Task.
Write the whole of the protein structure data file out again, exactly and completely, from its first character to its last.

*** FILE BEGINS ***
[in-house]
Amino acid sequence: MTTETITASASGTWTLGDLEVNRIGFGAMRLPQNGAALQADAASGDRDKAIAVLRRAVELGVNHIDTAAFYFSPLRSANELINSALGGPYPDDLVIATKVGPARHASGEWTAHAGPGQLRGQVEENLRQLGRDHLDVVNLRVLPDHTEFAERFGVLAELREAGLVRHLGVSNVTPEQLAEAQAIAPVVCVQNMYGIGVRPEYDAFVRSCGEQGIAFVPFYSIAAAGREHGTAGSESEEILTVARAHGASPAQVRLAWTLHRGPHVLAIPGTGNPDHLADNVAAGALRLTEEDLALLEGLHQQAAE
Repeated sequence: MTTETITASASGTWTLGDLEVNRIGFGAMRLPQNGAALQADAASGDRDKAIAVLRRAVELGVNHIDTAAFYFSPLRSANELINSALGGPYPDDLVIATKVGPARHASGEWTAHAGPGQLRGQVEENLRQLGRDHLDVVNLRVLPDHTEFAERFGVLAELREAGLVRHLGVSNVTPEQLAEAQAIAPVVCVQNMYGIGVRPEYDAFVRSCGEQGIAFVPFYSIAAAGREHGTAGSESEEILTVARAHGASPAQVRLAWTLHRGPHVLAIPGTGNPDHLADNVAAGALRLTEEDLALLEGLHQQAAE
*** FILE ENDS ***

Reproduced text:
[in-house]
Amino acid sequence: MTTETITASASGTWTLGDLEVNRIGFGAMRLPQNGAALQADAASGDRDKAIAVLRRAVELGVNHIDTAAFYFSPLRSANELINSALGGPYPDDLVIATKVGPARHASGEWTAHAGPGQLRGQVEENLRQLGRDHLDVVNLRVLPDHTEFAERFGVLAELREAGLVRHLGVSNVTPEQLAEAQAIAPVVCVQNMYGIGVRPEYDAFVRSCGEQGIAFVPFYSIAAAGREHGTAGSESEEILTVARAHGASPAQVRLAWTLHRGPHVLAIPGTGNPDHLADNVAAGALRLTEEDLALLEGLHQQAAE
Repeated sequence: MTTETITASASGTWTLGDLEVNRIGFGAMRLPQNGAALQADAASGDRDKAIAVLRRAVELGVNHIDTAAFYFSPLRSANELINSALGGPYPDDLVIATKVGPARHASGEWTAHAGPGQLRGQVEENLRQLGRDHLDVVNLRVLPDHTEFAERFGVLAELREAGLVRHLGVSNVTPEQLAEAQAIAPVVCVQNMYGIGVRPEYDAFVRSCGEQGIAFVPFYSIAAAGREHGTAGSESEEILTVARAHGASPAQVRLAWTLHRGPHVLAIPGTGNPDHLADNVAAGALRLTEEDLALLEGLHQQAAE